Common Use: Allspice is extracted from the unripe berries of myrtle pepper (kurundu, Jamaica pepper, or the Pimenta dioica) tree (Kaefer & Milner, 2011). The leaves and seeds of P. dioica are also used in treating various disease conditions.
Cancer-Fighting Potential: Allspice has antiproliferative action and vasodilation properties. The antioxidant or oxygen scavenging potential of P. dioica potentially helps in improving the human immune system for effectively challenging cancer development. The leaves and berries of allspice contain an essential oil ‘eugenol’ that helps in inducing apoptosis of the cancer cells. Furthermore, the anti-proliferative, antioxidant, anti-inflammatory, antifungal, and antibacterial properties of eugenol help in protecting the human body from serious and life-threatening infections and toxic infestations (Zhang & Lokeshwar, 2012).
The flavonoid ‘quercetin’ in the berries of allspice controls the onset and development of cancer complications. The anti-inflammatory and antiviral properties of quercetin also assist in challenging the progression of serious and debilitating cancers and infectious disease conditions. The gallic acid in the berries of allspice help in combating cancer and reducing the risk of inflammatory and viral diseases. Similarly, ‘ericifolin’ in allspice berries helps in controlling the development of cancer cells and infectious conditions.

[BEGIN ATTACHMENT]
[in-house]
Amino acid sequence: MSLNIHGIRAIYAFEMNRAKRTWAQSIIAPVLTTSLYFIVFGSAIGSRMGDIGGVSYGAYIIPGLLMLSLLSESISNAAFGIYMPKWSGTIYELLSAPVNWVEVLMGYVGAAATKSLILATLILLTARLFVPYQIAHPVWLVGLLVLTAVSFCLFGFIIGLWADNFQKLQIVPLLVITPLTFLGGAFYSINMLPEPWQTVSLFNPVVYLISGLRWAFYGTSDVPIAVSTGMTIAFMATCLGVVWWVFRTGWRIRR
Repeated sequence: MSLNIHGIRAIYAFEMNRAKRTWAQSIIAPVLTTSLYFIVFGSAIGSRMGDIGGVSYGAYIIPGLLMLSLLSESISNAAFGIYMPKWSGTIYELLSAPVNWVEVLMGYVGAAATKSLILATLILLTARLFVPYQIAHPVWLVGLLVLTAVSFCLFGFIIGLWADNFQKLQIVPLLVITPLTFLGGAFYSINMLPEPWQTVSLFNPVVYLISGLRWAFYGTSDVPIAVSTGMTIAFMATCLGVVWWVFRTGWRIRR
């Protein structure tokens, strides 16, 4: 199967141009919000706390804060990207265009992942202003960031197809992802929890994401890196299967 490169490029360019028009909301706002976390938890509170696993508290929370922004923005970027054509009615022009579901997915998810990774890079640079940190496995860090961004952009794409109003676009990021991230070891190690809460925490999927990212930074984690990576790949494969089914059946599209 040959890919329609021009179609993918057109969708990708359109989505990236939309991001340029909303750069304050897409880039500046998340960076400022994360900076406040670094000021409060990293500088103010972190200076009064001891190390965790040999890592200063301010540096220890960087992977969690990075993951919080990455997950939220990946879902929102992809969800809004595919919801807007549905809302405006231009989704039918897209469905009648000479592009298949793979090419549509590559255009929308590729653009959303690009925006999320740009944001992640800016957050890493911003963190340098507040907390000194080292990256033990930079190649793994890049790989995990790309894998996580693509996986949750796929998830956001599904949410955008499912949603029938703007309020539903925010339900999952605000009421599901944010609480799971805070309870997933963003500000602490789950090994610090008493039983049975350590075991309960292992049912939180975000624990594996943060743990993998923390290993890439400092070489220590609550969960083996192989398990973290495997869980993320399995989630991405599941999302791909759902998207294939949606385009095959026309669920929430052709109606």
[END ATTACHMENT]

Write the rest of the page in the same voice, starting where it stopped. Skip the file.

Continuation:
How to Use: The oral ingestion of several allspice oil drops is highly recommended per day for generating the antiproliferative and antibacterial outcomes. The admixture of allspice oil (2-3 teaspoons) with a single cup of water is recommended for obtaining its anti-inflammatory and antioxidant effects. Read more about ingesting allspice here.
Precautions: The exact dosage and administration pattern of allspice reciprocate with the desired therapeutic advantage and health risk of the concerned patient.
Common Use: Cinnamomum zeylanicum or cinnamon is widely utilized in herbal medicine based on its antioxidant potential (Kaefer & Milner, 2011).
Compounds of Interest: Cinnamon’s vital oils including cinnamate, cinnamic acid, and cinnamaldehyde contribute to its cardioprotective, antimicrobial, antidiabetic, anti-inflammatory, and antioxidant properties.
Cancer-Fighting Potential: Cinnamon assists in improving the overall physiology of the colon, thereby reducing the risk of gastrointestinal carcinoma. Cinnamon not only assists in healthy tissue regeneration but also helps to improve the uterine blood flow in women. Cinnamon also helps in reducing the risk of bleeding based on its coagulation potential. Cinnamon potentially reduces the production of free radicals that helps in controlling the oxidative stress and risk of cancer development. Cinnamon consumption helps in elevating the levels of glucose-6-phosphate dehydrogenase, superoxide dismutase, and catalase that leads to the improvement in cellular integrity and oxidative potential of the treated patients. This resultantly improves overall physiological activities and liver function while minimizing the risk of oxidative damage.